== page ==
Individuals with Parkinson’s disease experience a deficiency of dopamine in specific areas of the brain, leading to symptoms such as muscle rigidity, tremors, and, as the disease progresses, a gradual slowing down of movements culminating in complete paralysis (akinesia). By stimulating the dopamine receptors, the progression of the disease can be slowed down.

However, dopamine also exerts other effects on the body, particularly within the autonomic nervous system, which regulates various internal organs. It plays a crucial role in controlling blood flow to vital organs and significantly impacts kidney function, enhancing their performance. Dopamine also influences hormone balance and inhibits the release of prolactin from the pituitary gland, among other functions. The body produces dopamine from the amino acid tyrosine, which, in horses, falls under the category of non-essential amino acids, meaning the organism can synthesise it internally and does not necessarily rely on dietary intake.

In the 1980s, the initial studies on “Cushing’s disease” in horses explored the role of dopamine or dopamine agonists (6). This was followed by experimental trials in the 1990s, administering pergolide to horses displaying Cushing’s symptoms (7).

Cushing’s and insulin resistence

Simultaneously, studies were published suggesting a frequent co-occurrence of Cushing’s disease and insulin resistance, with a suspected connection between the two or a recommendation to prioritise the treatment of Cushing’s symptoms over insulin resistance (8). Regrettably, this approach was not further pursued in veterinary medicine, despite the fact that most horses diagnosed with Cushing’s disease also exhibit insulin resistance and often respond well to treatment with a significant improvement in Cushing’s symptoms.

Connections between Cushing’s symptoms and thyroid disorders were also noted as early as the early 2000s (9). However, despite the potential for a deeper understanding of the disease, this avenue of research was not further pursued.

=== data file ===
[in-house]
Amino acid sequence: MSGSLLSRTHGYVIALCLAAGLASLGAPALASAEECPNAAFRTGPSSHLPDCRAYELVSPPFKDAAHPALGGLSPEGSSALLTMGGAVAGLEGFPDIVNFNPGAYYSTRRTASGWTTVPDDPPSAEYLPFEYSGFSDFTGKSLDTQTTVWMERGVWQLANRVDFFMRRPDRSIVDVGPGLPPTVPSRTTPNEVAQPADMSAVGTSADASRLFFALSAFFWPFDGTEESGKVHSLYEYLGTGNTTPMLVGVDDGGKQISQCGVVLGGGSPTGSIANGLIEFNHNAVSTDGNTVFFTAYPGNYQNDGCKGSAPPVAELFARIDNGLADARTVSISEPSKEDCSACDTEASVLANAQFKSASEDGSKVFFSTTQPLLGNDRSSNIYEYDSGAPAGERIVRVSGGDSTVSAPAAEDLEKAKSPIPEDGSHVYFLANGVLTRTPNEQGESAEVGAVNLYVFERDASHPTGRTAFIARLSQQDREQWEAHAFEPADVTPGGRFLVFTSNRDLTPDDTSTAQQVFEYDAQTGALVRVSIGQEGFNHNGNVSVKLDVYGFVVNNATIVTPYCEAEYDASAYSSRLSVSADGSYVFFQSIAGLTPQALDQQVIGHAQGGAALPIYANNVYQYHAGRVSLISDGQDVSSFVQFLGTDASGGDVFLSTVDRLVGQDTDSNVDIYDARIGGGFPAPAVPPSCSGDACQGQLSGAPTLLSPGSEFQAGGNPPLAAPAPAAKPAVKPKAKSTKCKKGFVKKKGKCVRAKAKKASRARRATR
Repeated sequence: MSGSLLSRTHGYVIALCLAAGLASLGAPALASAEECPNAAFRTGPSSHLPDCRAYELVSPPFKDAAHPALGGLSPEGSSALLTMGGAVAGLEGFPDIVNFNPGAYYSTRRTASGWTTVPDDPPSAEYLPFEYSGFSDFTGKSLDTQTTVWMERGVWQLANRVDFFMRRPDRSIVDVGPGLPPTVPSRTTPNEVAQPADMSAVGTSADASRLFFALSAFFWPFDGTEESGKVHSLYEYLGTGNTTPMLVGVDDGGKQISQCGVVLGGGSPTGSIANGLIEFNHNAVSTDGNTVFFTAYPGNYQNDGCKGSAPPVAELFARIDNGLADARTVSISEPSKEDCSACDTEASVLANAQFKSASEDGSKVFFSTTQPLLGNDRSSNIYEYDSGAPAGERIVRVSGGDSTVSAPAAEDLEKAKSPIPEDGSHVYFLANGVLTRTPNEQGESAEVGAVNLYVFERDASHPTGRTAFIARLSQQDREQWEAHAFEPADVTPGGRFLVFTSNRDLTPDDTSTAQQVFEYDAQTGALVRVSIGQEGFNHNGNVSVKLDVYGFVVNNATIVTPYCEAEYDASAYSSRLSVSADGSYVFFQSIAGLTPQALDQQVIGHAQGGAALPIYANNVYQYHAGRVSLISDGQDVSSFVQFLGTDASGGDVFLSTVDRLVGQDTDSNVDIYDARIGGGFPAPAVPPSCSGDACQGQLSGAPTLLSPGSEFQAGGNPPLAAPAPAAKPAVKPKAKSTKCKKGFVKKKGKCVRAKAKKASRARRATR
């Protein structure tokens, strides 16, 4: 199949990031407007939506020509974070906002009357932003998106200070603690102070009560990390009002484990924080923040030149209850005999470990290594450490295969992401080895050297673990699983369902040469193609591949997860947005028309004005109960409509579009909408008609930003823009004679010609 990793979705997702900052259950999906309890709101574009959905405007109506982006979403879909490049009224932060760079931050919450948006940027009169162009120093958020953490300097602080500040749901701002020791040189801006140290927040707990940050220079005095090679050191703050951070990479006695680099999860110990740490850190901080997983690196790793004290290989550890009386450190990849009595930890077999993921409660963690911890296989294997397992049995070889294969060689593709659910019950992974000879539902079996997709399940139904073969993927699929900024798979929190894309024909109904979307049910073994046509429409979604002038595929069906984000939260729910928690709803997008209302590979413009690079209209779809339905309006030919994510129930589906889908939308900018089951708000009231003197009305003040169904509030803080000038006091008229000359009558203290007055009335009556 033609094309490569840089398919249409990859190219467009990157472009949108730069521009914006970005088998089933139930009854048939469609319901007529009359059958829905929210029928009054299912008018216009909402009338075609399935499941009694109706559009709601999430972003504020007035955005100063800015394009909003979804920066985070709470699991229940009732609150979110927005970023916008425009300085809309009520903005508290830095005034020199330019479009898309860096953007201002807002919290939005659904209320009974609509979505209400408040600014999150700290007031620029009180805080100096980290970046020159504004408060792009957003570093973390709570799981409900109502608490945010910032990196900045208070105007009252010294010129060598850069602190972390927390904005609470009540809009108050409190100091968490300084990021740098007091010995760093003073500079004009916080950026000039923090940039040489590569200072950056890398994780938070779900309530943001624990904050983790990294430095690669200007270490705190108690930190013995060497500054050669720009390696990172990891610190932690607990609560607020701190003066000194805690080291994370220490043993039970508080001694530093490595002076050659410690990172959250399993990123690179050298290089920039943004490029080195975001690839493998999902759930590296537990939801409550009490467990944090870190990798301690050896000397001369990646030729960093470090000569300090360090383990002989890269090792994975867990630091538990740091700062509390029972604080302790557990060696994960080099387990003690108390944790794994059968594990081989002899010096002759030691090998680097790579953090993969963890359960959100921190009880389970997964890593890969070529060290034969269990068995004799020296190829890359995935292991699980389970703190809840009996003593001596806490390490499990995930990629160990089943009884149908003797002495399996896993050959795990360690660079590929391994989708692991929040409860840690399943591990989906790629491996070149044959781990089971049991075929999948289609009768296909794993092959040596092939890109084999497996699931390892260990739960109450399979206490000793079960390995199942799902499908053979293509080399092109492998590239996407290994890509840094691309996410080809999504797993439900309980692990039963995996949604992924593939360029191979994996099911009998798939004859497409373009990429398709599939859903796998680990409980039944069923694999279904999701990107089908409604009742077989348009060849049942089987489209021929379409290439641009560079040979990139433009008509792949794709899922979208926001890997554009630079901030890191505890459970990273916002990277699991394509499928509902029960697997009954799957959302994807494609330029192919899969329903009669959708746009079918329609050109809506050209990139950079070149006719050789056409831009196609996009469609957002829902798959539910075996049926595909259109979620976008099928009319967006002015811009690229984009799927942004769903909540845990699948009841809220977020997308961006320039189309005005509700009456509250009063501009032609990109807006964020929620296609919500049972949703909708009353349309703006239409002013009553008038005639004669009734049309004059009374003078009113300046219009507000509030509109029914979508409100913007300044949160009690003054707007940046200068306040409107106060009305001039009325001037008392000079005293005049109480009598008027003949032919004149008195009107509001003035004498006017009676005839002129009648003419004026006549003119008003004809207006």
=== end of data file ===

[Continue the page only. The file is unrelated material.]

Until the early 2000s, there were only a few publications exploring the possible treatment of horses with Cushing’s symptoms using pergolide. However, case reports during that time consistently demonstrated that pergolide could lower ACTH levels (10).

Monk’s pepper © spline_x / Adobe Stock

(10) Concurrently, the first studies on the effects of monk’s pepper, also called chasteberry, in horses with Cushing’s symptoms emerged. These studies indicated that monk’s pepper had no influence on ACTH levels (11,12). Nonetheless, it still enjoys popularity, particularly among alternative therapists, in attempts to treat horses with Cushing’s symptoms.

After 2007, there was a noticeable increase in studies investigating pergolide in connection with Cushing’s disease in horses. Eventually, in 2011, pergolide was removed from the market in Europe due to its side effects. In its place, Boehringer Ingelheim, the manufacturer, obtained approval in 2010 for the same active ingredient (pergolide mesylate) under the trade name Prascend(R) as a veterinary medicinal product for the treatment of equine Cushing’s syndrome.

Cushing’s diagnosis

Prior to this, veterinarians had to reclassify pergolide for use in horses in their practice. Shortly after the launch of Prascend, Boehringer Ingelheim began targeted veterinarian training on Equine Cushing’s Syndrome and everyday diagnostics using the ACTH value. They also offered a free ACTH test for horse owners.